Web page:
No Good Deed Goes Unpunished
How I Rocked the Faucet Fix
In an effort to do something nice for my Husband last night, I worked on the dishes while he helped the kiddos with homework (or was it discuss the hacking of an anime costume weapon?--I digress.) After washing out the sink, I gave it a quick rinse and then proceeded to spray myself with the faucet sprayer because it was breaking. A quick flip of the wrist and I accidentally removed the faucet trigger which stopped the spray but also rendered it unusable.
I fixed it! First I'm to cheap to pay some one and second I get really excited when I can figure out how to fix something on my own. Today's blog will come in handy if your faucet sprayer is broken, but even more, I hope it encourages you to do your next FIY (Fix-it-Yourself) project!
YOU CAN DO IT!
This is the metal piece that should be holding the trigger on, but alas, it isn't. The only way I'm going to figure this out is to start to take it apart.
Removing the trigger was easy, it already popped off. Removing the front of the sprayer wasn't much harder. Just unscrew it. If you can open a jar of pickles, you can tackle this step.
See? Easy Peasy. When you open it there are a bunch of little parts. Don't lose them in the sink! I'm working over one of my cleaner kitchen towels (because my mom reads my blog).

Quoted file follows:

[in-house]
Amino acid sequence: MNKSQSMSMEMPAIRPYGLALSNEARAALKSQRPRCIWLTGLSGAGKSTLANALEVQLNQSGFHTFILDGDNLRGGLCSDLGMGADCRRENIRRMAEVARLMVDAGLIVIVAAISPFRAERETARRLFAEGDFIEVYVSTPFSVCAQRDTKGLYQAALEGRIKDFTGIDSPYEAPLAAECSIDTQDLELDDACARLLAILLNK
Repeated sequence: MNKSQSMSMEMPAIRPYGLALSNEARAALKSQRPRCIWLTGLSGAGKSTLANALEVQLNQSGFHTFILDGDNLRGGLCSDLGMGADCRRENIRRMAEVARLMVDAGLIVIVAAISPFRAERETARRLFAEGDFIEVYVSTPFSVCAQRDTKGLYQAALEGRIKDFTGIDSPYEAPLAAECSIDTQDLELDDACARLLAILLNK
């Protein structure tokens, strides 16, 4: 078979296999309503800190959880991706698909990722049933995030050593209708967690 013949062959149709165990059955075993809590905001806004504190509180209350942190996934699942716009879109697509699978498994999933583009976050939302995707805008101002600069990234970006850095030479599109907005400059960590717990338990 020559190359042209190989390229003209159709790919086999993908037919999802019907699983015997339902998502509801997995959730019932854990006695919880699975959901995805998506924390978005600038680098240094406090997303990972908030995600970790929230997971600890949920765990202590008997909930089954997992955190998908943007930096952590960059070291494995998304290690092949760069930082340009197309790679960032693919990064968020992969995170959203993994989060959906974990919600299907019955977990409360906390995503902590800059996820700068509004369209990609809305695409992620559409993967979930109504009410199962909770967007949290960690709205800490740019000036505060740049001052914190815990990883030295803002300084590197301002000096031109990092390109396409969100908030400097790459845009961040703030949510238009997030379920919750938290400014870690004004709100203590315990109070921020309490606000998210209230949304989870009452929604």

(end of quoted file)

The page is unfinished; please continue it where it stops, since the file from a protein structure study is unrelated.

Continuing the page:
Next step, figure out how this thing works. This metal piece I have my finger on moves in and out because it has a spring around it. This is the part that was sticking out on the other side and was supposed to hold on the trigger.
Now, it's time for a little more dismantling.
Works slowly so you know what order things go back.
Take a photo if you need to.
When I pull out the metal piece all the way, you can see the spring around it (kind of like a ball point pen) and you can see the other end of the metal piece has a notch in it that looks like it will fit perfectly with that little bar across the opening of the trigger that I'm holding in my right hand. So good, I've just figured out what I have to do. I've got to get all the pieces back together and get that bar into that notch.
So we start by putting the metal piece back in.
That piece goes all the way through the handle to the other side.
Here it the piece with the notch. If I push down hard (remember, it's springy) then it pops up enough for the notch to have clearance. The only other difficult thing is making sure the notch is going in the right direction (side to side in my case)--but that's pretty easy to do with a couple of tries.
With the metal piece pushed down as far as I can hold it, it's time to slip in the bar of the trigger. You just tip one side in where the notch is and then wiggle it down into place.
I feel like this really is a ta-da moment. And I plan on having my two teen daughters try this after homework tonight. I remember my mom showing me how to fix a toilet and it gave me the courage to try other projects like this. I can now say I can lay tile, fix a screen door, install a light and a ceiling fan, rewire a lamp, fix a boat dock, and lay my own floor.
Now to finish, you just need to put everything back in the way it came out.
Then twist it back together...
...and now back to the dishes!
Next, I want to try wallpapering a statement wall and upholstering a wing back chair.
Have you ever tackled your own FIY projects? What were they? What would you like to try?
Now go fix something!